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Curated by: Douglas de Freitas

The universe of literature, or storytelling, is full of places. Create a story and create a place for it to happen, build a plot through the narrative, a cartography that, even fantastic and impossible to exist in our world governed by rules of physics, in order to situate and insert the reader in this universe, will make it part of that story. The fable - what does it mean in Latin? What is said? - is a literary genre that originates in the East, from a tradition of oral history, is built by a world where animals, humans and inanimate beings, such as trees and houses, coexist and interact under the same characteristics, on an equal footing. Everyone has their personalities, principles, qualities and defects. Through these fables, wisdom of a moral character was, and is passed on, to the new generations. These mythical stories exemplify right and wrong in human moral behavior.


Thais Beltrame surrounds this literary universe. Certainly the artist brings from her work as an illustrator references to her artistic work, or perhaps, subverts this first universe. His production clearly mentions this world of fables. His drawings, prints and installations bring scenes of forests, small towns or domestic environments, where animals and people seem to play a role in the unfolding of a story. But in the artist's work there is no precise story, the characters seem to wait, in a reflection of what happened, and in a moment of contemplative waiting for a story to come.


The animals that normally appear in fables as symbols of human qualities such as strength, wisdom and cunning, also appear in Thais' works, and carry this symbolism within them. In one of the artist's drawings, we see in the foreground a rabbit, which observes us from the top of its wisdom, standing in an elegant position next to a window, trapped in a domestic environment. Through the window we see a human figure, who is on his back, and looks at a vague horizon from the top of a swing, in a meditative state. This character, like the other human figures in these works, always has childlike features, a symbol of purity and innocence, another reference to the world of fables. A blank page waiting for your story.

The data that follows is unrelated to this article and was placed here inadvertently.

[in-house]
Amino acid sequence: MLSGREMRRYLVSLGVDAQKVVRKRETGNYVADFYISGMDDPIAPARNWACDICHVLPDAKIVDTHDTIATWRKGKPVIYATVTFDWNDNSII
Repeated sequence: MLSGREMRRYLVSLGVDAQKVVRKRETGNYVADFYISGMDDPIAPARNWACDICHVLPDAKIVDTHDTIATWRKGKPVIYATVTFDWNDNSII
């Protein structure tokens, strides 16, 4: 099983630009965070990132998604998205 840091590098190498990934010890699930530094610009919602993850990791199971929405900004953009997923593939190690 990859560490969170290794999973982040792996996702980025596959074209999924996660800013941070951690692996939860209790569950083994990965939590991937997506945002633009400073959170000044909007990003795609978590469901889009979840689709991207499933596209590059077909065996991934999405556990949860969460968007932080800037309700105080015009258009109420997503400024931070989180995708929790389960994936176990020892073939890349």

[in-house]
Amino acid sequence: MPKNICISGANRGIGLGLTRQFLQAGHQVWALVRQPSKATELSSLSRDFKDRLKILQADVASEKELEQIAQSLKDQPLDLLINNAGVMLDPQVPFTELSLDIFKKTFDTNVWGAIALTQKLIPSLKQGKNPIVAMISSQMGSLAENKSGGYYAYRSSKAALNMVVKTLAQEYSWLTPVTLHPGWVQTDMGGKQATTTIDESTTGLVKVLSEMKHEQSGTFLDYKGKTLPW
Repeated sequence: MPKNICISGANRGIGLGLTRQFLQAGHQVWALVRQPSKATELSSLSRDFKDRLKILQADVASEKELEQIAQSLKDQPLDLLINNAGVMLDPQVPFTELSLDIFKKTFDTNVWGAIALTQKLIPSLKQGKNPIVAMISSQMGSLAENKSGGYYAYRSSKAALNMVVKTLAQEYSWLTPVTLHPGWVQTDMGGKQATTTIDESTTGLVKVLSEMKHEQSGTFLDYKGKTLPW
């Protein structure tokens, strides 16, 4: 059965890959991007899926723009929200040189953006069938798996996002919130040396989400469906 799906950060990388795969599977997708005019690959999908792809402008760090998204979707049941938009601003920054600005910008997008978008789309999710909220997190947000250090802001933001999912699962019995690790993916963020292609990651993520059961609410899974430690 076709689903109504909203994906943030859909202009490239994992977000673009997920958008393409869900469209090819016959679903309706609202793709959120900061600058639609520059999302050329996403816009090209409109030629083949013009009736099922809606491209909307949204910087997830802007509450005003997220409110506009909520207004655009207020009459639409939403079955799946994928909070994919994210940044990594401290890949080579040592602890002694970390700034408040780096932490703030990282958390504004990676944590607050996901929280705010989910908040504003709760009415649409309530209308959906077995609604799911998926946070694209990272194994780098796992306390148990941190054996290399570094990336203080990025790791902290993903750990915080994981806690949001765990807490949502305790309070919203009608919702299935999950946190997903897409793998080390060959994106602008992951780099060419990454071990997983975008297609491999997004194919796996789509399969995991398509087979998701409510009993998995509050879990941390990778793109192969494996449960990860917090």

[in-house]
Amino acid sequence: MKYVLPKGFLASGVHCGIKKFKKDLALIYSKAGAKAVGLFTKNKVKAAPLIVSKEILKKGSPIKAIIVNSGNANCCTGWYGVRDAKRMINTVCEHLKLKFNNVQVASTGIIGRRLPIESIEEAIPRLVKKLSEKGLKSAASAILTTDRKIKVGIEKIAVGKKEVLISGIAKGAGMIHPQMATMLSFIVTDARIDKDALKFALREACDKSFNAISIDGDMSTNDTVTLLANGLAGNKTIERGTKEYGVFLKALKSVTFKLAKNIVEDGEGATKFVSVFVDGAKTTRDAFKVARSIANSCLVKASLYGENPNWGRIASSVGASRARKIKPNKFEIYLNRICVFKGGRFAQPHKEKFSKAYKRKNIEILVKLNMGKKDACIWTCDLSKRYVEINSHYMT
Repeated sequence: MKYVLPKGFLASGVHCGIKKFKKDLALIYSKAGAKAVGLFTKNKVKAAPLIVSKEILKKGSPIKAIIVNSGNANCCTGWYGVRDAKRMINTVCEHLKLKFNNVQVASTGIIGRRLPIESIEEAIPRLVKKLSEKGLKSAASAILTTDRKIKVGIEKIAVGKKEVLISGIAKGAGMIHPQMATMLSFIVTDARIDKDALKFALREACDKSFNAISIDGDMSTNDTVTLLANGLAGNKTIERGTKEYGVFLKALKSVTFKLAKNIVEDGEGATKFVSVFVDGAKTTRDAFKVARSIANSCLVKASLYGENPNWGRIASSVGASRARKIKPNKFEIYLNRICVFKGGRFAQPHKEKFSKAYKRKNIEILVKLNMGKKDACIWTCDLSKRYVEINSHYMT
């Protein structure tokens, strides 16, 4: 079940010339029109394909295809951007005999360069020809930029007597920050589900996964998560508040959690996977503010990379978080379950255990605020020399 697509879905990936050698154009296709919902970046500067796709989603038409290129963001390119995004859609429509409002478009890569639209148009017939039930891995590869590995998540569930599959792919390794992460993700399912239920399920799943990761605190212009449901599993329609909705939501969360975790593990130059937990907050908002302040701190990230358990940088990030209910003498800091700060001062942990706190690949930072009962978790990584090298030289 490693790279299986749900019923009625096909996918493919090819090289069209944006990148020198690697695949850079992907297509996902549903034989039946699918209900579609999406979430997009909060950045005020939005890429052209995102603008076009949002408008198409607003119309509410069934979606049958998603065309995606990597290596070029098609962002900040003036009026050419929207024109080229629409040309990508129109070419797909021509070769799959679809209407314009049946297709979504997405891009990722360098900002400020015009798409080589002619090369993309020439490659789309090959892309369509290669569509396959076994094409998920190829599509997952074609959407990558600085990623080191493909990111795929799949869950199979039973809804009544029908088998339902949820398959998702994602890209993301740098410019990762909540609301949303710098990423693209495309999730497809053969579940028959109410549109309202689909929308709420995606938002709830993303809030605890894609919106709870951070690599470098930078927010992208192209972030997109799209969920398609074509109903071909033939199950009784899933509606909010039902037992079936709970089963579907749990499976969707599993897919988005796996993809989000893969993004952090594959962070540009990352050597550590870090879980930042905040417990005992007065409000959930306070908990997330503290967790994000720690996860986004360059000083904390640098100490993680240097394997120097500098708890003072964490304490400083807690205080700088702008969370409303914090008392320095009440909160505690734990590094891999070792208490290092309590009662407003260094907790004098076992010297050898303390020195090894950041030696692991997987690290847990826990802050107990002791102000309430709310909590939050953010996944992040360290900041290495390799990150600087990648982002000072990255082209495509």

As a construction technique, Thais' work has drawing as a starting point (perhaps a natural choice, as it responds directly to the universe of books, paper, and spelling) and from drawing, sometimes accompanied by watercolor, which the work unfolds in engravings, collages, installations and objects composed of layers of cut-out drawings.


Her works are also reminiscent of medieval illuminations, and certainly respond to them, especially in the miniature format that most of the artist's production takes on, but also when the artist inserts spots and plates of black or gold paint in her drawings, or even at work where small semitransparent colored papers are inserted that form the stained glass of a window. In Thais' composition, as well as in the illuminations, there is an economy of forms and characters, although each element receives excessive details.


The artist details her drawings to exhaustion, which means that even in large format drawings, or in her installations with drawings made directly on walls, this reference remains present in the duality between the scale of the work and the scale of the line.


This and the universe presented in the exhibition where I am not, scenes created through a delicate design of extreme labor present a world of intense meditative waiting. Unlike fables, illustrations, or illuminations, in Thais' drawings and prints, the characters do not communicate, actions are always contained in a silent pause. His characters look at the horizon, climb trees, or aim at the sky through cracks, whether through doors, windows or trap doors, in search of the next step, of the course of this story.


That's how Thais builds his world, configuring these elements in cutouts and layers, which, when articulated, build a scenario, a landscape - even if domestic - for a situation of waiting and reflection. A world trapped in paper, a world of paper, a world that seems to want to get off the paper, to invade the world.


Douglas de Freitas


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